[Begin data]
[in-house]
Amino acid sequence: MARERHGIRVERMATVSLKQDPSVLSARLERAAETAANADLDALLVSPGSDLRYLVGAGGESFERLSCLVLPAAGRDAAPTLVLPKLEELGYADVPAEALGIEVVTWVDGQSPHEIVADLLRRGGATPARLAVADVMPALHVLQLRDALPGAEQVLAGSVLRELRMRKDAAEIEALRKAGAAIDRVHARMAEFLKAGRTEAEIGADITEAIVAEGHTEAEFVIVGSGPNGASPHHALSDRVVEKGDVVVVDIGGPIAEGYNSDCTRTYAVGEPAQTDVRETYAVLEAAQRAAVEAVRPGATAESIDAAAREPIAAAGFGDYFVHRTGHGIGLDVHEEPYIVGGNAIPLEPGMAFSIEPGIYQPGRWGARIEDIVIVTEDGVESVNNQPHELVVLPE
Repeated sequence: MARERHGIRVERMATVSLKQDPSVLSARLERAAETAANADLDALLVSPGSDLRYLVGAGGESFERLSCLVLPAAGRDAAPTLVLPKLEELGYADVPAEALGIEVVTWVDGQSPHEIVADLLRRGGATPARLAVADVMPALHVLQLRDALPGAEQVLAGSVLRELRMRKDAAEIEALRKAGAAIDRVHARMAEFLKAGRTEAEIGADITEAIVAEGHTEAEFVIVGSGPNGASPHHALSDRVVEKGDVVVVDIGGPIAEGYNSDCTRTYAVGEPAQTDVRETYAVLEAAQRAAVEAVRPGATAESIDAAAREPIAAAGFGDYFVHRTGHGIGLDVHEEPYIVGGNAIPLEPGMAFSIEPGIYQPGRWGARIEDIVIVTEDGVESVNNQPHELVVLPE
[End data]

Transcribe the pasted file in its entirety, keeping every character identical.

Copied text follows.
[in-house]
Amino acid sequence: MARERHGIRVERMATVSLKQDPSVLSARLERAAETAANADLDALLVSPGSDLRYLVGAGGESFERLSCLVLPAAGRDAAPTLVLPKLEELGYADVPAEALGIEVVTWVDGQSPHEIVADLLRRGGATPARLAVADVMPALHVLQLRDALPGAEQVLAGSVLRELRMRKDAAEIEALRKAGAAIDRVHARMAEFLKAGRTEAEIGADITEAIVAEGHTEAEFVIVGSGPNGASPHHALSDRVVEKGDVVVVDIGGPIAEGYNSDCTRTYAVGEPAQTDVRETYAVLEAAQRAAVEAVRPGATAESIDAAAREPIAAAGFGDYFVHRTGHGIGLDVHEEPYIVGGNAIPLEPGMAFSIEPGIYQPGRWGARIEDIVIVTEDGVESVNNQPHELVVLPE
Repeated sequence: MARERHGIRVERMATVSLKQDPSVLSARLERAAETAANADLDALLVSPGSDLRYLVGAGGESFERLSCLVLPAAGRDAAPTLVLPKLEELGYADVPAEALGIEVVTWVDGQSPHEIVADLLRRGGATPARLAVADVMPALHVLQLRDALPGAEQVLAGSVLRELRMRKDAAEIEALRKAGAAIDRVHARMAEFLKAGRTEAEIGADITEAIVAEGHTEAEFVIVGSGPNGASPHHALSDRVVEKGDVVVVDIGGPIAEGYNSDCTRTYAVGEPAQTDVRETYAVLEAAQRAAVEAVRPGATAESIDAAAREPIAAAGFGDYFVHRTGHGIGLDVHEEPYIVGGNAIPLEPGMAFSIEPGIYQPGRWGARIEDIVIVTEDGVESVNNQPHELVVLPE